Turns out his music is apparently influenced by the Shinto-based religion described here. I mainly found it interesting because of this bit:
"The creator of Esperanto, L. L. Zamenhof, is revered as a god. However, all of these kami are believed to be aspects of a single God concept.
The Oomoto affirmation of Zamenhof's godhood is stated, in Esperanto, as follows:
…[L]a spirito de Zamenhof eĉ nun daŭre agadas kiel misiisto de la anĝela regno; do, lia spirito estis apoteozita en la kapeleto Senrej-ŝa.
Translated into English, the foregoing reads:
…[T]he spirit of Zamenhof even now continues to act as a missionary of the angelic kingdom; therefore, his spirit was deified in the Senrei-sha shrine."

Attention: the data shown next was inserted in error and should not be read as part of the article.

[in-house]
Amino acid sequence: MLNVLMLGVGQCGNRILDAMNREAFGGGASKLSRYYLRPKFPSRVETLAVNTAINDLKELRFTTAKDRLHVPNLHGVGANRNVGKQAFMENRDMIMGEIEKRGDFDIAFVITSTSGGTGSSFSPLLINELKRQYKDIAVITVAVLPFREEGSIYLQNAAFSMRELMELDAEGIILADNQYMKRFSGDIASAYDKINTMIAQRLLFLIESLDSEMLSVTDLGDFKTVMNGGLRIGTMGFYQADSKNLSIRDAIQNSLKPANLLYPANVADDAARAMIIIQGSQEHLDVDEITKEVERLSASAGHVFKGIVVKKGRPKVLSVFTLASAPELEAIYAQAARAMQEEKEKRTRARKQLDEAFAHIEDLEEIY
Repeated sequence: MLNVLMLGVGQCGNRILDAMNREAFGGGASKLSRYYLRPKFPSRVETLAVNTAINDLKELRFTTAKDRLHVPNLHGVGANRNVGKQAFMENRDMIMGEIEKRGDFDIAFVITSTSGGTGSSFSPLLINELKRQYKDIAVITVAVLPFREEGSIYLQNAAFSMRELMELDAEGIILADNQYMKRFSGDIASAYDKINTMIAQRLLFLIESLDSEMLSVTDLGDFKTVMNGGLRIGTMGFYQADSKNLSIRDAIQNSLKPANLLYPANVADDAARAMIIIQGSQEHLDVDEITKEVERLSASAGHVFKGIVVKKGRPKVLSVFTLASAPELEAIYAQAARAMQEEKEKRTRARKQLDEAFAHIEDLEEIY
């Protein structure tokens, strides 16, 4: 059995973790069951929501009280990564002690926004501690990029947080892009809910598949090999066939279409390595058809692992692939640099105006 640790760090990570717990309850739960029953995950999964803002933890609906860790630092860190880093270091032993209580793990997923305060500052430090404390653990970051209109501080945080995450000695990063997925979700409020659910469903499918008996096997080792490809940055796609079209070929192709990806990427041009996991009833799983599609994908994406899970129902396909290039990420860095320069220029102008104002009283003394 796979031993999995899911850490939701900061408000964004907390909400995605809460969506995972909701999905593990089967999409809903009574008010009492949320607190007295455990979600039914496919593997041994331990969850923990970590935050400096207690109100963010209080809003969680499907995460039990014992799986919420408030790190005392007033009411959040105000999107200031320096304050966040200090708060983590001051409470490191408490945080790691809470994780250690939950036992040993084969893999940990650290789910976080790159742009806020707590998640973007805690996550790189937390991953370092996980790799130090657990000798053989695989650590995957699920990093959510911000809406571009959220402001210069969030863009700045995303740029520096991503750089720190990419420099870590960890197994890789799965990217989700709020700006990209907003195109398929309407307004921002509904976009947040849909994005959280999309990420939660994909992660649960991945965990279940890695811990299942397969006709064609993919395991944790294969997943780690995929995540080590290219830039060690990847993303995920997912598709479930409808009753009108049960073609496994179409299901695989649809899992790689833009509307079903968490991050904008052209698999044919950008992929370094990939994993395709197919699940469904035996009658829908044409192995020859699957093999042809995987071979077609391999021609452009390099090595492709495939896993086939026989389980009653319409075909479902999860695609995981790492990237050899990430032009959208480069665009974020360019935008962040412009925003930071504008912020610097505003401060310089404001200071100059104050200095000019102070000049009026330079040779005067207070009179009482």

Such a good example of why I find history (and Wikipedia) so endlessly fascinating - you start out looking into a Japanese noise musician and end up with a religion that worships the creator of Esperanto as a God!
(If memory serves their doctrine could not allow special divine status for the Emperor so they were often harassed or prosecuted for this subversive doctrine).
it's really interesting how ōmoto acknowledges the godhood in humanity while at the same time affirming that the individual godheads are just elements of a greater overarching divinity (sorta reminds me of the old Greek concept of Khaos, and the nature of the All in hermetic teachings)